"It is an embarrassment and a scandal, and will drive even more Catholics away from an institution so out of touch with its times," Robert Hague, a high-school English teacher for 50 years, told CNN.
Hague will leave his job instead of sign the new contract, citing opposition to the "the language, the intent, and the tone" of the morality clause.
"This is a deep human issue and to dismiss it ... by calling (homosexuality) a lifestyle seems to be a huge misunderstanding on the cognitive level ... It's a dismissal of other human beings," Hague wrote in an open letter to Cincinnati Catholic Schools Superintendent Jim Rigg.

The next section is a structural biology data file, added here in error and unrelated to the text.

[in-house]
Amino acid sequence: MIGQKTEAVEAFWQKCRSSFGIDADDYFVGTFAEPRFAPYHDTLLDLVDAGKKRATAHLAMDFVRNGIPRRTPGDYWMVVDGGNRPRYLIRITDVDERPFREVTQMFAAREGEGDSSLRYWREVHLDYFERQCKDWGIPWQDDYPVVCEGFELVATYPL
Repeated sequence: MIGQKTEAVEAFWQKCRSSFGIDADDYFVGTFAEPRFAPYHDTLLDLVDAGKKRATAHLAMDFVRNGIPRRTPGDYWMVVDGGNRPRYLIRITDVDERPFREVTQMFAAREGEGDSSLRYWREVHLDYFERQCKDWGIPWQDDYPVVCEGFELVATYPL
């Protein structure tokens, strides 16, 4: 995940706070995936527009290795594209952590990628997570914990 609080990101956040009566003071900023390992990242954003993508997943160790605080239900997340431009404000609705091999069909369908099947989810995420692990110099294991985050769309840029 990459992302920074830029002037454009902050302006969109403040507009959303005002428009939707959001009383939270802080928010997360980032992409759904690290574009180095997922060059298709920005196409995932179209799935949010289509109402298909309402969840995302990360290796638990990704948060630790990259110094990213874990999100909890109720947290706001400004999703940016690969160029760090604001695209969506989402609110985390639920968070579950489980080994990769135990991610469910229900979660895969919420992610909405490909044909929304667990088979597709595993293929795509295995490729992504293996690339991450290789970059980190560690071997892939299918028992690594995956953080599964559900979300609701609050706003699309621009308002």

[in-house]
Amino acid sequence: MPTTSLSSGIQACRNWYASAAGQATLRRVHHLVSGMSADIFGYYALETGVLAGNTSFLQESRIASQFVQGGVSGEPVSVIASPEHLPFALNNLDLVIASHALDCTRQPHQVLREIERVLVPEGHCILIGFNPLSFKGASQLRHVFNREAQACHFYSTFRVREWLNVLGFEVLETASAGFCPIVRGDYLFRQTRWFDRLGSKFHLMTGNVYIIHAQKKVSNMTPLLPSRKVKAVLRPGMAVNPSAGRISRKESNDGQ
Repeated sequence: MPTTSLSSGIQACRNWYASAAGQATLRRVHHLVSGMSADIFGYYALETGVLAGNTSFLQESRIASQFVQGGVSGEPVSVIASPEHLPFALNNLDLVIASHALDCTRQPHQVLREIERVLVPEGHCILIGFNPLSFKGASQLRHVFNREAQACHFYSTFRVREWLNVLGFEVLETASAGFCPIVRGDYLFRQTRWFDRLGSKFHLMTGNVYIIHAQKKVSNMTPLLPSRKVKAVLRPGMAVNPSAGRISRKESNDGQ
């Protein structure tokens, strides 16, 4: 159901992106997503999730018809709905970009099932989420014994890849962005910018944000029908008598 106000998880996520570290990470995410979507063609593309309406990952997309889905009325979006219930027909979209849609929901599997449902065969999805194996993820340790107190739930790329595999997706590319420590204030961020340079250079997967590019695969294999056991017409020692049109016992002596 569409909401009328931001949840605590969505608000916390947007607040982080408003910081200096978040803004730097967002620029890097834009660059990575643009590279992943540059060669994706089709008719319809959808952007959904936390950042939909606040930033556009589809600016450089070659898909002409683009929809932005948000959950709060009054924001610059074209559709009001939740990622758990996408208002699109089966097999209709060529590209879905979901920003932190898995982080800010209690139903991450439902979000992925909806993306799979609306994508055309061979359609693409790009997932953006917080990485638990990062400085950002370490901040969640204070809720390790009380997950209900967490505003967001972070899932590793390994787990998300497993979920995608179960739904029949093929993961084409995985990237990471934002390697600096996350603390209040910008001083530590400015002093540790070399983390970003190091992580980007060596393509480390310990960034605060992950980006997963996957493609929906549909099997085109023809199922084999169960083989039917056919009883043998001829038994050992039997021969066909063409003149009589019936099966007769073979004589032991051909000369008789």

Molly Shumate taught first grade before the new contract brought her 14-year career to an end. Shumate's 22-year-old son is gay.
"If my son were to say to me, 'will you go somewhere with me that is supported or run by gays and lesbians,' I would have to tell him no, according to that contract. And if my picture was taken, what would happen?" Shumate posed to the Cincinnati Enquirer.
Among the teachers who chose to sign the contract, anxiety and guilt abounds.
Roger Rosen teaches French and Latin at the same Catholic school where he was valedictorian almost five decades prior. He said he signed the new contract because he felt he had no choice, going as far as to call himself a "coward" for doing so.
"How do I look at a gay student in the eye and tell him he's just as important as everybody else but I'm not allowed to support him as much as I would like?" Rosen asked CNN. "How does that make him feel?"